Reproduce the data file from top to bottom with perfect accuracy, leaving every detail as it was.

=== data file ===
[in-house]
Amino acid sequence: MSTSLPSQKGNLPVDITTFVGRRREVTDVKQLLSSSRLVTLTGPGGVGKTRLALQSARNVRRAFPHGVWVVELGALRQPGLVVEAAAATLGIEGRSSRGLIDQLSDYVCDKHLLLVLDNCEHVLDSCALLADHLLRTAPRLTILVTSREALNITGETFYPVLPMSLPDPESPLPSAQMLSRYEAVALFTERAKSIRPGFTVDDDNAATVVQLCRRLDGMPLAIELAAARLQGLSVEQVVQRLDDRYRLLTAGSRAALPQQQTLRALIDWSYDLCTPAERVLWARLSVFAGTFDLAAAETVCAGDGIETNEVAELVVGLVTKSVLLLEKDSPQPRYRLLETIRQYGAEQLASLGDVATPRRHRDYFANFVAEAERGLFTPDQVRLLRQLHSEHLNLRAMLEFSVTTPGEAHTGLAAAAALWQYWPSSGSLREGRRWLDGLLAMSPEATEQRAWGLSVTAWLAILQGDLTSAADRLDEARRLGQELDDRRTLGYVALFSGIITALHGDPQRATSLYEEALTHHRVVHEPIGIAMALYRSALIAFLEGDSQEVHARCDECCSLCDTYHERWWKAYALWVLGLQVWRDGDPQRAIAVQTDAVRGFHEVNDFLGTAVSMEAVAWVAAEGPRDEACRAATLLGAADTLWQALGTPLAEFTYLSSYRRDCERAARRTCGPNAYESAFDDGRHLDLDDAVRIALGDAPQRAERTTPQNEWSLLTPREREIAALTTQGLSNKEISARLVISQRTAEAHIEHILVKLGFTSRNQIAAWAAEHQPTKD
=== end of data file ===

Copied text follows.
[in-house]
Amino acid sequence: MSTSLPSQKGNLPVDITTFVGRRREVTDVKQLLSSSRLVTLTGPGGVGKTRLALQSARNVRRAFPHGVWVVELGALRQPGLVVEAAAATLGIEGRSSRGLIDQLSDYVCDKHLLLVLDNCEHVLDSCALLADHLLRTAPRLTILVTSREALNITGETFYPVLPMSLPDPESPLPSAQMLSRYEAVALFTERAKSIRPGFTVDDDNAATVVQLCRRLDGMPLAIELAAARLQGLSVEQVVQRLDDRYRLLTAGSRAALPQQQTLRALIDWSYDLCTPAERVLWARLSVFAGTFDLAAAETVCAGDGIETNEVAELVVGLVTKSVLLLEKDSPQPRYRLLETIRQYGAEQLASLGDVATPRRHRDYFANFVAEAERGLFTPDQVRLLRQLHSEHLNLRAMLEFSVTTPGEAHTGLAAAAALWQYWPSSGSLREGRRWLDGLLAMSPEATEQRAWGLSVTAWLAILQGDLTSAADRLDEARRLGQELDDRRTLGYVALFSGIITALHGDPQRATSLYEEALTHHRVVHEPIGIAMALYRSALIAFLEGDSQEVHARCDECCSLCDTYHERWWKAYALWVLGLQVWRDGDPQRAIAVQTDAVRGFHEVNDFLGTAVSMEAVAWVAAEGPRDEACRAATLLGAADTLWQALGTPLAEFTYLSSYRRDCERAARRTCGPNAYESAFDDGRHLDLDDAVRIALGDAPQRAERTTPQNEWSLLTPREREIAALTTQGLSNKEISARLVISQRTAEAHIEHILVKLGFTSRNQIAAWAAEHQPTKD